Dell EMC Canadian Customer Summit featured many speakers and demos Photo courtesy of Dell EMC

Dell EMC Canadian Customer Summit featured many speakers and demos.

5 Takeaways for IT Pros from Dell EMC Canadian Customer Summit

Dell execs weigh in on digital transformation, the security landscape, and why the PC is not dead.

Dell EMC held its Canadian Customer Summit on Tuesday in Toronto, bringing together senior leadership across security, product innovation, and sales and marketing, to discuss digital transformation and how Dell EMC sees its own products and partners helping customers through the journey.

In addition to catching many of the sessions, IT Pro had the chance to sit down with Dell VP of product strategy and innovation, Dell Client Solutions Neil Hand, and CISO, Dell EMC Global Security Alan Daines. Based on our conversations and observations from the day, here are the top 5 takeaways for IT pros from the Dell EMC Canadian Customer Summit.

1. The PC is Not Dead

Thinking about the future is Neil Hand’s full-time job at Dell. In his role he is tasked with predicting what the workers of tomorrow will be using to get their jobs done – no simple feat when we don’t even know what many of those jobs will look like. He said that no matter what devices emerge, the PC is here to stay – it just may look different.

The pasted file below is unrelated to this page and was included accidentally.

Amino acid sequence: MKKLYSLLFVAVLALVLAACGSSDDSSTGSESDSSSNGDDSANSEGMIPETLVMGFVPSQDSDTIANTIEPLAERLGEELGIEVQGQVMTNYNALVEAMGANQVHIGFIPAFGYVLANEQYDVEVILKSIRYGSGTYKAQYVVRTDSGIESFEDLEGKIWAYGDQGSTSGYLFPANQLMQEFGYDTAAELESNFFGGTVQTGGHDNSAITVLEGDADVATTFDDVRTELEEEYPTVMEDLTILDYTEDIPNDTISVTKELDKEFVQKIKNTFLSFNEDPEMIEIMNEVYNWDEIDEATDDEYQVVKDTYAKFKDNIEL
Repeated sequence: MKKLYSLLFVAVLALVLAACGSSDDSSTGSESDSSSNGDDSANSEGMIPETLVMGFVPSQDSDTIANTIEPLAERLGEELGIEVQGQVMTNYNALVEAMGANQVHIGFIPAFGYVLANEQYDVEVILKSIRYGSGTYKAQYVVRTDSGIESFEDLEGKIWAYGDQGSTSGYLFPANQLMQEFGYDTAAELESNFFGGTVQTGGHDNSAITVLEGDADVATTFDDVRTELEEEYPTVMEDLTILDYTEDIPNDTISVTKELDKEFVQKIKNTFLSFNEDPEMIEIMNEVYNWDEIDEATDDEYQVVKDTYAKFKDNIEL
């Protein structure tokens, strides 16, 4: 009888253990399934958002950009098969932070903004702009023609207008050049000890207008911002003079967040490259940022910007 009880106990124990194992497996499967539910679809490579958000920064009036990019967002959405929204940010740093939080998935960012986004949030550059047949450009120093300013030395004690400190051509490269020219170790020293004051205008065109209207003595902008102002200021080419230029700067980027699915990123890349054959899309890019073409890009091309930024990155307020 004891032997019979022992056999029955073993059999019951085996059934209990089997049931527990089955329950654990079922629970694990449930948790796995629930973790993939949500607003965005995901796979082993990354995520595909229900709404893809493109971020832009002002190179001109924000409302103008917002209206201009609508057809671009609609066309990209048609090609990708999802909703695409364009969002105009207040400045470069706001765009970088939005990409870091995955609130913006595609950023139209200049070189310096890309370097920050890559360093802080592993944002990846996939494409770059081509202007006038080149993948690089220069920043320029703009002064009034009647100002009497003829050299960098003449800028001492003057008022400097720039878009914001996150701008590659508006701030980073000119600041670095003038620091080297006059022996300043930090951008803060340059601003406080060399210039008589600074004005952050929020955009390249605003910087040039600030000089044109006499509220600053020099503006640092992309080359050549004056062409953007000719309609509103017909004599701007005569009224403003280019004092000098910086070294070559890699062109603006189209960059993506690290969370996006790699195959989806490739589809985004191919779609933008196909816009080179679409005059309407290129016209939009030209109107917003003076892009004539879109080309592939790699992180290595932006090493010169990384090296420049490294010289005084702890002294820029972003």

Dell Canvas is at least the start of this vision. First announced in January at CES 2017, Dell Canvas is a 27” QHD touch screen that sits horizontally on a desk surface, and can be paired with any Windows laptop, desktop or all-in-one.

According to Hand, Dell Canvas is the “beginning of a long-term play” for the company, who envisions the device as bringing together the work and home work surfaces through one interface. The idea is you could seamlessly go from doing your expenses, swipe your hand over your work surface, and then be in your personal workspace.

Also, be sure to watch the PCaaS space which is heating up with not just an offering from Dell, but also one from Lenovo that launched earlier this month.

2. Figure Out the Problem You’re Trying to Solve First

As technologists it can be easy to look at all of the innovations coming out and then decide how they apply to your specific business. But several experts who spoke at the event on Tuesday said this approach is backwards.

At VMware, this means “having clarity around what problems we’re solving before we define how,” Sean Forkan, Vice President and Country Manager, VMware Canada said.

Chad Sakac, president, Dell EMC, Converged Platform and Solutions Division said this approach is also supporting a trend towards consuming IT rather than building IT. “The areas that are growing are where customers are saying, ‘I just don’t want to deal with this anymore,’” he said, pointing to solutions like Azure Stack and VXRail.

3. Digital Transformation Evolves from Nice-to-Have to Must-Have

As an IT professional, you may hear the term digital transformation and think its primary use is in marketing, similar to the way cloud was stuck it in front of just about anything years ago, regardless of whether it was in fact cloud. But technology professionals are thinking about digital transformation, not just from a technical standpoint, but also from a cultural standpoint.

“Digital transformation was not in our vernacular five years ago,” Phil Vokins, Acting Country Manager, Intel Canada said in a panel discussion. Now, he said, every organization must have some kind of digital transformation initiative, which, in its simplest form means the use of technology to rapidly improve performance.